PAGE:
The Limitations of Bluetooth Mesh

Earlier this year, we made the decision to retire SensorMesh™, a product that was built on top of the standard Bluetooth mesh framework. At first glance, Bluetooth mesh appeared to be a promising technology—serverless, open, adaptable and with an extended range compared to standard Bluetooth LE. However, as we got into its implementation and use, we found that the limitations outweighed the benefits.

Our SensorMesh™ was designed to be a versatile solution for various applications. It provided a new Bluetooth Mesh model that allowed the participation of any Bluetooth beacons or other devices without them requiring firmware updates. The system also allowed for payload filtering and time-based control to manage throughput. It was capable of transmitting data from a variety of sensors, such as location, movement, button press, temperature, humidity, air pressure, light level, open/closed status, and proximity, over the mesh network:

One of the first issues we encountered was the complicated provisioning and setup process. Unlike turnkey solutions, Bluetooth mesh required a provisioner, usually an app on a smartphone, to store encryption keys. This made the initial setup far from straightforward and ongoing management difficult.

Another significant limitation was the very low throughput, which was in the order of a few thousand bits (yes bits!) per second. For most applications, especially those requiring IoT data transmission, this was not sufficient. In many cases, using gateways proved to be a more effective solution.

The Bluetooth SIG’s chosen flooding architecture, while excellent for low latency, consumed too much power for battery-operated devices. As a result, we had to resort to installing firmware on USB dongle -style devices, which were permanently powered. This was inconvenient for many applications we saw from potential clients where mesh networks would have been ideal, such as in mines, hospitals, factories, farms and even battlefields where existing networks are already congested or non-existent.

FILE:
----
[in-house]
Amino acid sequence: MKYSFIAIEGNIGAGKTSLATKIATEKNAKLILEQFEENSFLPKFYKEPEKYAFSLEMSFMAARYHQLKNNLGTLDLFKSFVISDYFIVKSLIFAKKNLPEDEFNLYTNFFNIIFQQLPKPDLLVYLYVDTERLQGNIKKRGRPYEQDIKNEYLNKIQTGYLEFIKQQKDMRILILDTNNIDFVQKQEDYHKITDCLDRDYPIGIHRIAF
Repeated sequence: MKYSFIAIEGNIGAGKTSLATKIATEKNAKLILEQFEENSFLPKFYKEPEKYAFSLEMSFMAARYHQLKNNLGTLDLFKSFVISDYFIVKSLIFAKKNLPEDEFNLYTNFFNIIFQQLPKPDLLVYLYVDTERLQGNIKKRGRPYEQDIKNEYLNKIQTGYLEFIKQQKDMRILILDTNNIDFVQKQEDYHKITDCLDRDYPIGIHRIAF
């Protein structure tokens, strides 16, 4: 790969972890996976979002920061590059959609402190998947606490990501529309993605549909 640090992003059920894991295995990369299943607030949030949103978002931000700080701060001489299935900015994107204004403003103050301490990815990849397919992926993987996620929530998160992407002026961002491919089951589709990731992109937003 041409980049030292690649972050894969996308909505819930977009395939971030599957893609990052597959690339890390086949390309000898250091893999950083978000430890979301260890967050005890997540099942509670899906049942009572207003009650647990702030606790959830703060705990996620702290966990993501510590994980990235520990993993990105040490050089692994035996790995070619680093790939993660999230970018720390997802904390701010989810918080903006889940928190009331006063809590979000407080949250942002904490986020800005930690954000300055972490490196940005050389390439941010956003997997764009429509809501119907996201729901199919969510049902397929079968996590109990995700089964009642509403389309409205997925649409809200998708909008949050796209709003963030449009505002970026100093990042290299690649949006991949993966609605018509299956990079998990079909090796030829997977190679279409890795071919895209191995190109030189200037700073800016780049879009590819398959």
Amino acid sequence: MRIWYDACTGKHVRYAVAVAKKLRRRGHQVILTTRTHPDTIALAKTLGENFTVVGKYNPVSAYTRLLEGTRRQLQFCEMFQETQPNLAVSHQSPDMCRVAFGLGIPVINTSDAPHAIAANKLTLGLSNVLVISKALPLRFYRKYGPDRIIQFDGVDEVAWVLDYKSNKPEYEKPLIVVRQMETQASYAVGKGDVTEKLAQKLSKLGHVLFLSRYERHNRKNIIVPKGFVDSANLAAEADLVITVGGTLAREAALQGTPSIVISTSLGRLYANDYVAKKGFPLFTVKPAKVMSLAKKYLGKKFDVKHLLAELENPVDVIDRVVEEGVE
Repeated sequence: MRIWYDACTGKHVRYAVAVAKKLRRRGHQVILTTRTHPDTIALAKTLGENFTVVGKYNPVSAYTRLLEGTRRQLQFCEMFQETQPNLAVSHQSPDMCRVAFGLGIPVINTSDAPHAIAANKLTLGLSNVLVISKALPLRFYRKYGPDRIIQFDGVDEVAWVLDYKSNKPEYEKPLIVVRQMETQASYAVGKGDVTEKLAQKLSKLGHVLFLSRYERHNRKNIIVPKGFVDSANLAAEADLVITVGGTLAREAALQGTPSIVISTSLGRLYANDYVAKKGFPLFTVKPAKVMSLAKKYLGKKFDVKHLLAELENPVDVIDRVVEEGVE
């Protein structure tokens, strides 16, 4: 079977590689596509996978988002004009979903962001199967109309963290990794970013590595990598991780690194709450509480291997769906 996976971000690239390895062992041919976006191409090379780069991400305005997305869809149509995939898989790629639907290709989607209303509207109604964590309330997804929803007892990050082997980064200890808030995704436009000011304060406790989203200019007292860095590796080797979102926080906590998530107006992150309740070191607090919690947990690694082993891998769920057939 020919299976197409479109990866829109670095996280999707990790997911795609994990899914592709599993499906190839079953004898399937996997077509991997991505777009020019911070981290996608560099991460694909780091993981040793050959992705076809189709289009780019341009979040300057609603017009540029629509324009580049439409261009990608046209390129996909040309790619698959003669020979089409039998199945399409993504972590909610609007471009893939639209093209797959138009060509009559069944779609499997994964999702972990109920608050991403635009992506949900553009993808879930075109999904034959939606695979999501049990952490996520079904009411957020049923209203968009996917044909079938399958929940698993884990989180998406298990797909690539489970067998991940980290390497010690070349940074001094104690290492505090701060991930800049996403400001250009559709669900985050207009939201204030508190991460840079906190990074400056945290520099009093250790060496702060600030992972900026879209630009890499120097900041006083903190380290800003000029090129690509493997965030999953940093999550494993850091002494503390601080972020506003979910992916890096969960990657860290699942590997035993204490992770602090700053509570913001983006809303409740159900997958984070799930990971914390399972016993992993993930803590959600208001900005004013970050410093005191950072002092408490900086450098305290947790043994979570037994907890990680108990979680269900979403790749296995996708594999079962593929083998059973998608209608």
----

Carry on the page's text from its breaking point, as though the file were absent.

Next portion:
We also found that Bluetooth GATT clients at the edge of the mesh, responsible for relaying the mesh data somewhere else, easily became congested despite the low throughput. Our workaround involved using USB dongle with mesh firmware and a COM port rather than GATT.

Bluetooth mesh offered no way to trade latency for less power consumption. Its throughput was too limited for most uses, a problem inherent to the technology. Since its announcement in 2017, Bluetooth mesh hasn’t seen many implementations outside the lighting industry. We believe this is because it was driven, designed and optimised for lighting scenarios, which require low latency and permanent power but can tolerate low throughput. Sadly, enhancements recently provided by Mesh 1.1, such as directed forwarding, device firmware update, remote provisioning and subnet bridging have come about mainly to solve problems found in Network Lighting Control (NLC).

In the end, we retired SensorMesh™ because it didn’t have a good product-market fit. The underlying characteristics of Bluetooth mesh were too limiting to make it a useful solution for the applications our customers envisioned. While Bluetooth mesh may have its niche uses, we believe its limitations make it currently unsuitable for broader applications.